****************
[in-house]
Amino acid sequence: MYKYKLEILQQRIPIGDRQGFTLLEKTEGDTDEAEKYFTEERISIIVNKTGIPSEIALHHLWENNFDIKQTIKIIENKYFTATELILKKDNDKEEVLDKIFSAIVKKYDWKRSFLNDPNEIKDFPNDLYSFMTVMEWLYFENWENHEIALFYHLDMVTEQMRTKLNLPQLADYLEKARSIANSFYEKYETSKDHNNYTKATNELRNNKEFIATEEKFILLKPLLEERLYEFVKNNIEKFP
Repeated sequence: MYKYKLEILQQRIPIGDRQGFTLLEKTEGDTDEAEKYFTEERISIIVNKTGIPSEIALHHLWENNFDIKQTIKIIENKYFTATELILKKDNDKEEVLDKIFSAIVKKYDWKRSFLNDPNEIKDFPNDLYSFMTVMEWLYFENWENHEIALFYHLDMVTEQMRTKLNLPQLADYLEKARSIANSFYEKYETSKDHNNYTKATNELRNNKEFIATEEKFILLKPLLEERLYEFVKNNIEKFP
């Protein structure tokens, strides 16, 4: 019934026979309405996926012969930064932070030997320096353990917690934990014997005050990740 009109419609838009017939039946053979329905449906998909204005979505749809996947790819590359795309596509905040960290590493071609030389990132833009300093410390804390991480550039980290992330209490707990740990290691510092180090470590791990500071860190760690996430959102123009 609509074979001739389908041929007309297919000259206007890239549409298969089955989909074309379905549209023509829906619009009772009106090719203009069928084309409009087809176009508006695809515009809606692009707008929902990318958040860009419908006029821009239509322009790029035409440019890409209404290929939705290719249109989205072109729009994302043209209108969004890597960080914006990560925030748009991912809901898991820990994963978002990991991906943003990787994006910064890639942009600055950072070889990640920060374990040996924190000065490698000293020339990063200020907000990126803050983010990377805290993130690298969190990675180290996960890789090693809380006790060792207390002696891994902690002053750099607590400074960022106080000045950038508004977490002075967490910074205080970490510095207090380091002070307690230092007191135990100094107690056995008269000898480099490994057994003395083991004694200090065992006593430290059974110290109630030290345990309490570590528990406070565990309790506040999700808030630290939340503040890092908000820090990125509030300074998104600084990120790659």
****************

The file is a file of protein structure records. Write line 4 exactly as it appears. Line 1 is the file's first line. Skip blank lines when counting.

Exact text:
């Protein structure tokens, strides 16, 4: 019934026979309405996926012969930064932070030997320096353990917690934990014997005050990740 009109419609838009017939039946053979329905449906998909204005979505749809996947790819590359795309596509905040960290590493071609030389990132833009300093410390804390991480550039980290992330209490707990740990290691510092180090470590791990500071860190760690996430959102123009 609509074979001739389908041929007309297919000259206007890239549409298969089955989909074309379905549209023509829906619009009772009106090719203009069928084309409009087809176009508006695809515009809606692009707008929902990318958040860009419908006029821009239509322009790029035409440019890409209404290929939705290719249109989205072109729009994302043209209108969004890597960080914006990560925030748009991912809901898991820990994963978002990991991906943003990787994006910064890639942009600055950072070889990640920060374990040996924190000065490698000293020339990063200020907000990126803050983010990377805290993130690298969190990675180290996960890789090693809380006790060792207390002696891994902690002053750099607590400074960022106080000045950038508004977490002075967490910074205080970490510095207090380091002070307690230092007191135990100094107690056995008269000898480099490994057994003395083991004694200090065992006593430290059974110290109630030290345990309490570590528990406070565990309790506040999700808030630290939340503040890092908000820090990125509030300074998104600084990120790659």